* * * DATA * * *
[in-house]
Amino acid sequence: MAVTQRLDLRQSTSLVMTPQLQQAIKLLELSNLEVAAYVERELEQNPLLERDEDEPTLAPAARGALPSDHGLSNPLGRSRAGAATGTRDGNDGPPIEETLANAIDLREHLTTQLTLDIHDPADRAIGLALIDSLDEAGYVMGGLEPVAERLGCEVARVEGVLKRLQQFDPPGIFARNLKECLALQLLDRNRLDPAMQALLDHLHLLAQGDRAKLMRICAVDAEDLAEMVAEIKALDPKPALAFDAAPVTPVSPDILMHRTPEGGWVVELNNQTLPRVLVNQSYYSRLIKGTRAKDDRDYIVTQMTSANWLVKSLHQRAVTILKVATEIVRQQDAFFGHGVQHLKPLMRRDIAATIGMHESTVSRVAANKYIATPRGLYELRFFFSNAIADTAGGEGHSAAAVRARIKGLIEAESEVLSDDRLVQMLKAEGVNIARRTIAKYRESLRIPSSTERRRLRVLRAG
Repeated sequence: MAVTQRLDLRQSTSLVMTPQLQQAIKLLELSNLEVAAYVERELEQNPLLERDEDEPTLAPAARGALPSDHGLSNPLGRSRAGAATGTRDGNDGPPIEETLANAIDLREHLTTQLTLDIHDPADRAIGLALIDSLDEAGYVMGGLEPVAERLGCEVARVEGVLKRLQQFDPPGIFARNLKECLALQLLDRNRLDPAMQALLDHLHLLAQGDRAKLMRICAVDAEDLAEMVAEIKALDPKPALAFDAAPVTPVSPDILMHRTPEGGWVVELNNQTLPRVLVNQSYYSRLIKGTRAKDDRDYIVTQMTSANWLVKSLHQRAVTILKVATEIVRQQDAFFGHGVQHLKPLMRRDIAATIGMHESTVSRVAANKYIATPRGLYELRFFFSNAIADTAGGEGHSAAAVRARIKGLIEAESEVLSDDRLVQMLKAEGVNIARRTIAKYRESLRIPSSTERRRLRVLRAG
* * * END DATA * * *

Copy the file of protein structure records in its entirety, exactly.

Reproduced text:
[in-house]
Amino acid sequence: MAVTQRLDLRQSTSLVMTPQLQQAIKLLELSNLEVAAYVERELEQNPLLERDEDEPTLAPAARGALPSDHGLSNPLGRSRAGAATGTRDGNDGPPIEETLANAIDLREHLTTQLTLDIHDPADRAIGLALIDSLDEAGYVMGGLEPVAERLGCEVARVEGVLKRLQQFDPPGIFARNLKECLALQLLDRNRLDPAMQALLDHLHLLAQGDRAKLMRICAVDAEDLAEMVAEIKALDPKPALAFDAAPVTPVSPDILMHRTPEGGWVVELNNQTLPRVLVNQSYYSRLIKGTRAKDDRDYIVTQMTSANWLVKSLHQRAVTILKVATEIVRQQDAFFGHGVQHLKPLMRRDIAATIGMHESTVSRVAANKYIATPRGLYELRFFFSNAIADTAGGEGHSAAAVRARIKGLIEAESEVLSDDRLVQMLKAEGVNIARRTIAKYRESLRIPSSTERRRLRVLRAG
Repeated sequence: MAVTQRLDLRQSTSLVMTPQLQQAIKLLELSNLEVAAYVERELEQNPLLERDEDEPTLAPAARGALPSDHGLSNPLGRSRAGAATGTRDGNDGPPIEETLANAIDLREHLTTQLTLDIHDPADRAIGLALIDSLDEAGYVMGGLEPVAERLGCEVARVEGVLKRLQQFDPPGIFARNLKECLALQLLDRNRLDPAMQALLDHLHLLAQGDRAKLMRICAVDAEDLAEMVAEIKALDPKPALAFDAAPVTPVSPDILMHRTPEGGWVVELNNQTLPRVLVNQSYYSRLIKGTRAKDDRDYIVTQMTSANWLVKSLHQRAVTILKVATEIVRQQDAFFGHGVQHLKPLMRRDIAATIGMHESTVSRVAANKYIATPRGLYELRFFFSNAIADTAGGEGHSAAAVRARIKGLIEAESEVLSDDRLVQMLKAEGVNIARRTIAKYRESLRIPSSTERRRLRVLRAG